Sunday, September 28, 2014

The Puppetmaster

It seems extraordinary to me that Hollywood is reduced to peddling out superhero films, sequels and remakes when there's so much great raw material in 'real life' on a daily basis. People go missing, get murdered, kidnapped, chopped up; there's domestic killings, natural disasters and wars, bombs and blackmail, sex and scandal, all of which makes for exciting cinema. Gun-crazed runner without legs shoots girlfriend! Ebola outbreak! Sally Jones from Chatham goes from witch worshipper to Muslim extremist (I can already imagine the iconic film poster with Sally in her nun habit and gun and dog)!

A news story from years ago that always stayed with me is the bizarre tale of Robert Hendy-Freegard – barman, used car salesman and conman, who masqueraded as an MI5 agent. His exploits are the polar opposite of the Schwarzenegger film True Lies (though bizarrely similar to the character of Simon in the film, a car salesman who seduces Helen, played by Jamie Lee Curtis, by pretending to be a spy. Who knows, maybe Hendy-Freegard was inspired by True Lies – or vice versa). Nicknamed The Puppetmaster for his 'odyssey of deceit' (The Daily Mail's phrase), he used his devious charm to con scores of women out of £1m.

Hendy-Freegard's first-known exploits were in 1992 when he was a barman in Newport, Shropshire. He persuaded three agriculture students (two women and a man) that he was an undercover agent for MI5, investigating an IRA cell in the college. Over time, he got the students to perform humilating and degrading acts of loyalty, sever contacts with family and friends, give all their money (and their parents money) to Hendy-Freegard and move to Sheffield. One of the students became his lover and gave birth to two of his daughters. He beat her when she confronted him on his other lovers

The charming but barely literate Hendy-Freegard continued in this manner for another decade with various other victims, mainly women: he seduced his newly-married personal assistant and told her he was an MI5 agent. She had to endure sleeping rough on benches and overnight at Heathrow airport, surviving on a slice of Mars bar a day and drinking water from toilets for her loyalty tests. His lies were outrageous, his behaviour monstrous; he thought nothing of humiliating and beating women and extracting as much money as possible from them. Other victims included a lawyer (who awarded him '11 out of 10' for his bedroom skills), psychologist and company director: these were not stupid women; Hendy-Freegard was no great looker either; his powers of persuasion must have been quite something. It's incredible he got away with it for so long.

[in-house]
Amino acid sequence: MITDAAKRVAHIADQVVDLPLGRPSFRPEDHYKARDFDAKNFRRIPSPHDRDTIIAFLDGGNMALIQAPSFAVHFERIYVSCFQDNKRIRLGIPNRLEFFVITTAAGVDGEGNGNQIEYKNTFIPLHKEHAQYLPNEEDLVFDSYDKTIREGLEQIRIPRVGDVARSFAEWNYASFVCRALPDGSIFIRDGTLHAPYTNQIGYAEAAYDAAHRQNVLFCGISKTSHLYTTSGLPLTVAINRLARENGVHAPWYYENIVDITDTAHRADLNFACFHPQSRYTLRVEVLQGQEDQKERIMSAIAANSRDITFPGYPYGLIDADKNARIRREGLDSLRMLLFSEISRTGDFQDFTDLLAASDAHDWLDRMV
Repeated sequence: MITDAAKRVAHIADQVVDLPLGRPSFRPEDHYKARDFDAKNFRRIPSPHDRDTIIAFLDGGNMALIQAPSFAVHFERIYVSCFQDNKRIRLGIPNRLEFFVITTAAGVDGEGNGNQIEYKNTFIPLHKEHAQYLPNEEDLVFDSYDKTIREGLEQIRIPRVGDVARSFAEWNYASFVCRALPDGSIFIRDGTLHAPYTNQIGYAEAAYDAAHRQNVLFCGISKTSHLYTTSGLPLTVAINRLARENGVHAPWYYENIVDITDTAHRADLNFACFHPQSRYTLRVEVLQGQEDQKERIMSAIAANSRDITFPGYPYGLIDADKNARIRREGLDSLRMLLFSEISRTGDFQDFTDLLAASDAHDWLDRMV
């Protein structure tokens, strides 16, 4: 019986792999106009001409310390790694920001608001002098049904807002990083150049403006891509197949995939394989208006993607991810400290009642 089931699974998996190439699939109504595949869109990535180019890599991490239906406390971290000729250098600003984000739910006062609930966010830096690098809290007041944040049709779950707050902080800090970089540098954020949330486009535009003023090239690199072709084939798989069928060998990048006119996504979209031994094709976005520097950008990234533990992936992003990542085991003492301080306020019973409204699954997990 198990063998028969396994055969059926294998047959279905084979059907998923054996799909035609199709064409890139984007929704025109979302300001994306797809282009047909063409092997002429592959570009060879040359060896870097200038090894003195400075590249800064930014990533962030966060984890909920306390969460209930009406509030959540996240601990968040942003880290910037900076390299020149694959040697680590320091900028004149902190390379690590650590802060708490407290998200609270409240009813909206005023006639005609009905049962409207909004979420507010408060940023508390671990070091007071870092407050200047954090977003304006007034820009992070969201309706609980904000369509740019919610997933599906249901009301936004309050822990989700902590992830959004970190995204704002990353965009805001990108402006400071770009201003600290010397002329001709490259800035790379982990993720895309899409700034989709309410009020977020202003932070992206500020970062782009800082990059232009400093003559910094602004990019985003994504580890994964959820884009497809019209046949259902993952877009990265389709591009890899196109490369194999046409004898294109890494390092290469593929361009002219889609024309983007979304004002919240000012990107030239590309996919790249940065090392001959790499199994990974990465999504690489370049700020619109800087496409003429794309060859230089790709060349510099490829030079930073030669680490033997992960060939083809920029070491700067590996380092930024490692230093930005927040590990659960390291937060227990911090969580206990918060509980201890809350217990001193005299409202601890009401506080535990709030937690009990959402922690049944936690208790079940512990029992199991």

I've always thought Hendy-Freegard's exploits would make for a fascinating film, intermingling a James Bond-fantasy lifestyle with the reality of being an abusive, lying barman and car salesman, as well as the drudgery of being holed as a prisoner in Sheffield for weeks on end, conducting pointless loyalty tests, believing your every move was being monitored.

Though when he was eventually caught, in a sting operation in 2002, the law regarded his crimes as kidnapping, theft and deception; nowadays, perhaps, in this post-Josef Fritzl world, his victims would be deemed slaves (rather than prisoners). It's interesting this happened in pre-internet days, the 1990s. The internet and smart phones have made scamming, lies and deception far easier to get away with (two men were recently found guilty of duping women looking for love on out of £220,000). That Hendy-Freegard did it in real life for so long to so many intelligent people is just amazing.

Previously on Barnflakes:
Top 5 film concepts
The life and death of Michael X
Found Object

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